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Cyber experts warn of ransomware risks during Tokyo Olympics


Cyber experts warn of ransomware risks during Tokyo Olympics

Should the Summer Games face a cyberattack, the losses would be significant.

The five-ring symbol of the Olympic Games in Tokyo, Japan.

It might be assumed that with the ban on physical spectators at the postponed 2020 Tokyo Olympics, the level of risk stemming from this global event — particularly the spread of COVID-19 — has diminished, but cyber experts warn of a different risk: cyber. Fears of telecom disruptions and ransomware attacks are founded, and the damage that could be caused has increased with the reliance on technology to broadcast the Games, which kicked off on July 23rd. Experts say insurers could face potentially massive losses based on the high-risk factors.

Organizers have said that they are prepared for the kind of cyberattack that temporarily paralyzed IT systems ahead of the official opening ceremonies of the 2018 Pyeongchang Winter Olympics in South Korea.

“I think Japan is prepared for what happened in South Korea in 2018, but the landscape for cyberattacks has shifted so they can only be prepared for what they’ve seen in the past but maybe not for the next iteration of it,” Robert Behny, senior director of cyber data and partnerships at Verisk, told PropertyCasualty360. He added that “The best preparation that they can do ensure they have a solid foundation — software patching and system backups.”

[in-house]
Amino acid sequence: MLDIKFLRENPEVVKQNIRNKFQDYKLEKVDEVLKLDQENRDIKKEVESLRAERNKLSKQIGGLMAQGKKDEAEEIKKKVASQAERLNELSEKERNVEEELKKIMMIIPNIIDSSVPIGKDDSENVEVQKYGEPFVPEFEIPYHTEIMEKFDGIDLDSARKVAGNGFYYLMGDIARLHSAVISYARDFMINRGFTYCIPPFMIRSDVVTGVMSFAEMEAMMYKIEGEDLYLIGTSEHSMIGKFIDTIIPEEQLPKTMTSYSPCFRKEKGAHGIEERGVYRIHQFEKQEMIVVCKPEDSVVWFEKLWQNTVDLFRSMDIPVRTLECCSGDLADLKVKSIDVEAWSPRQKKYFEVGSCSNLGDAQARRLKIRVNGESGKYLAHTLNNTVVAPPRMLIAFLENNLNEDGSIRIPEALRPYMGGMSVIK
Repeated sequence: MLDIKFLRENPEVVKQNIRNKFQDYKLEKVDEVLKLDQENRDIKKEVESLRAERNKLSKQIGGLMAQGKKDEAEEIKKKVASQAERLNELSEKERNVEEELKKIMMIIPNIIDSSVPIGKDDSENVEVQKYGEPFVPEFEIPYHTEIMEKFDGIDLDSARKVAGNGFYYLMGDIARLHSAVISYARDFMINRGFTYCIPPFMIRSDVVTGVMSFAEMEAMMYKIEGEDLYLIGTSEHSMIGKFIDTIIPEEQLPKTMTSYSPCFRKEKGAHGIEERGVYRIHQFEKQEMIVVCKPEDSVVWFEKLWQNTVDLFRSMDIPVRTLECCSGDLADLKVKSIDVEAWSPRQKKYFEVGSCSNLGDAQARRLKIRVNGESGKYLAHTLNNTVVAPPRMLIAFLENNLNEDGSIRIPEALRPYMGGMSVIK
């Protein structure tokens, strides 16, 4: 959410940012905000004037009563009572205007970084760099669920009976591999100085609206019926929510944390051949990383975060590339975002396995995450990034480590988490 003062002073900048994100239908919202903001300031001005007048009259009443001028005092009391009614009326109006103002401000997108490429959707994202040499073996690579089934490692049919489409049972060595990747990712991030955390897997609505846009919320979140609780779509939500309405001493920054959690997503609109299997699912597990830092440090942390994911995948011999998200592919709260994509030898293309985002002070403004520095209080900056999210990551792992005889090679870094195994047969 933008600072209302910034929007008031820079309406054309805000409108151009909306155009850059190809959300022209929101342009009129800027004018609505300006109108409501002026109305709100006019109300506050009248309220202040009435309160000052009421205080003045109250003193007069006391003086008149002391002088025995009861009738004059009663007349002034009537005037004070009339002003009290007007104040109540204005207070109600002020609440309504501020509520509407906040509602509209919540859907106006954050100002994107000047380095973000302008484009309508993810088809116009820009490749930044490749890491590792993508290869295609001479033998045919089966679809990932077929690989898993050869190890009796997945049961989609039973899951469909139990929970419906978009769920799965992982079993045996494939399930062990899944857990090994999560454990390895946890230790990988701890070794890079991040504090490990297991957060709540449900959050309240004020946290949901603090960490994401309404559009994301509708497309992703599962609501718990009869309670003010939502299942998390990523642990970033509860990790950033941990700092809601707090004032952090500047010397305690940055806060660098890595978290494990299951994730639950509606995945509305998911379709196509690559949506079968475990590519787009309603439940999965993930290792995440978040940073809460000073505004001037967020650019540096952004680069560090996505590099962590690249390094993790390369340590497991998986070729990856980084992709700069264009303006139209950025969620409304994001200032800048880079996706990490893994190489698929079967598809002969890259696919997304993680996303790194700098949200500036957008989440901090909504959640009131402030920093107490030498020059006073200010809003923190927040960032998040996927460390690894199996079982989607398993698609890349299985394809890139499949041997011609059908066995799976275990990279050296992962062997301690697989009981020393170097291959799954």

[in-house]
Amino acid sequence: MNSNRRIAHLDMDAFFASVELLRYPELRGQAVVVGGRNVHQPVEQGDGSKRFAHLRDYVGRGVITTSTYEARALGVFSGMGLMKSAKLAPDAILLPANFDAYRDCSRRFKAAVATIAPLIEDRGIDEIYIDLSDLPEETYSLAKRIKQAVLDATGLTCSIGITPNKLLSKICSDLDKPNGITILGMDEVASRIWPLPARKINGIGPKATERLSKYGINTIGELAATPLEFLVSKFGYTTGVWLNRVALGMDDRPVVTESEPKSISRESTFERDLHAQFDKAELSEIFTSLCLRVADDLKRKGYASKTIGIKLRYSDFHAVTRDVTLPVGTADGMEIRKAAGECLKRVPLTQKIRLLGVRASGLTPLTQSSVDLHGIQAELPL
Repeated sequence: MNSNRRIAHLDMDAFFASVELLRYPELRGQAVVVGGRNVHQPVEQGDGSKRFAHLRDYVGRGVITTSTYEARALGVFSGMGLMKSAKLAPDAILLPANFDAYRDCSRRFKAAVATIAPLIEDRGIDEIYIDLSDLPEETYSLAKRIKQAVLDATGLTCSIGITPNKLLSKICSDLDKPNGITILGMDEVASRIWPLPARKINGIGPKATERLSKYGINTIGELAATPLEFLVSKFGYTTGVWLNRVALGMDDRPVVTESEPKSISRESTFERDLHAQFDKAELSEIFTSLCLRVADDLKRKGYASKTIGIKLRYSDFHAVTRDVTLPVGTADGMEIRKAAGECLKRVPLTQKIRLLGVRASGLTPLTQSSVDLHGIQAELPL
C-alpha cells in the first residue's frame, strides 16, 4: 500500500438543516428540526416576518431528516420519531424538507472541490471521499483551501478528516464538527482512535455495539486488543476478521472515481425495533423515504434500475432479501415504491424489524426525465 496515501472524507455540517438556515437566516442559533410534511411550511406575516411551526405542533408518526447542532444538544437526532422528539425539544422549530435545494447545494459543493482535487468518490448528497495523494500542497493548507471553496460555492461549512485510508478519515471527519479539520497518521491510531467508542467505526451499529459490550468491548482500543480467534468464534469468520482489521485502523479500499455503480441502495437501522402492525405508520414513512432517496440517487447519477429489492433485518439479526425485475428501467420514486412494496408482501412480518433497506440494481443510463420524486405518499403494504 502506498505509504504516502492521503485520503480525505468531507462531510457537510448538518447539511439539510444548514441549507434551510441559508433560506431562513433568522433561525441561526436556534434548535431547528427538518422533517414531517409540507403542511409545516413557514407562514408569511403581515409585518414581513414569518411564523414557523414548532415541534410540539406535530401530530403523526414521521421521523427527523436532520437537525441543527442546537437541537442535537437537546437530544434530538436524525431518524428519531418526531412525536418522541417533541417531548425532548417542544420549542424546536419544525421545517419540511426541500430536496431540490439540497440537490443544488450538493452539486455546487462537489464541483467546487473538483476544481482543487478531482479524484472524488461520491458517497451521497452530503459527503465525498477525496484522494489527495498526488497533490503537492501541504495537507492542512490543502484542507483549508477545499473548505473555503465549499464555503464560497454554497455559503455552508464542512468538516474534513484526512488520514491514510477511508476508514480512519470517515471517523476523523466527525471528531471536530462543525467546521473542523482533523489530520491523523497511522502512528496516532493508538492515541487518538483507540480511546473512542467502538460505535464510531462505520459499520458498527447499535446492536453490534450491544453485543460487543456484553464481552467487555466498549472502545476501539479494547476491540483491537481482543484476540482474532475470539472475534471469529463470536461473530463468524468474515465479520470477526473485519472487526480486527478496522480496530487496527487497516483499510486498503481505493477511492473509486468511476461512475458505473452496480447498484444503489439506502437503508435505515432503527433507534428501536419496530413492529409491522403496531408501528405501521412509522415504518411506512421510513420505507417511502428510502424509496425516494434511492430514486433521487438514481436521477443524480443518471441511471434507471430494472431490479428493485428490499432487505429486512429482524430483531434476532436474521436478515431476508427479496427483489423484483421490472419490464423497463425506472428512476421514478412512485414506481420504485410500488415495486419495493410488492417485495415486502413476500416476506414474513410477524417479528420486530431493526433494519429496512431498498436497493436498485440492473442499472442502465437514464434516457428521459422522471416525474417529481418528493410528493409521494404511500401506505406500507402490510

COVID-19 has forced the world to transition to a digital state faster than expected. Japanese officials have even said they are utilizing technology such as facial recognition systems to monitor volunteers. A cyberattack on a broadcast or streaming network used by the Olympics may spell disaster as attackers could have hacked the IT infrastructure over a year ago when it was originally planned to be used.

While Japan has shown that they have been busily working on cybersecurity defenses over the past several years, Bethany Vohlers, senior manager for cyber solutions at Verisk, said: “In a lot of ways, the actors are always one step ahead of where the rest of the industry is. And that’s coming from the fact that they are largely typically nation-state attacks that are heavily funded. It can be an act of war, but it’s really a tool. And so there’s always going to be this appetite in the cybercrime world…to try and disrupt these sorts of events.”

Although Japan is ranked as low-risk by insurance and risk management firms, giving it a stellar reputation as a safe place to visit, the nation cannot afford to become too complacent.

With spectators having to watch the Games virtually, it means purchasing tickets with banking information and logging in to a website account to print tickets and watch the Games. If there’s an attack on the Olympics, disruptions to the virtual supply chain could impact companies supporting the Olympic Games and even virtual spectators.

With the absence of in-person attendance, the event is going to be very reliant on technology to stream or to save content, Behny said.

“That high technology reliance means that you’re going to have third parties of the Olympics officiants and fourth parties supporting that type of technology to stream content and to save the content for later viewing,” he added.

Even at-home spectators face risks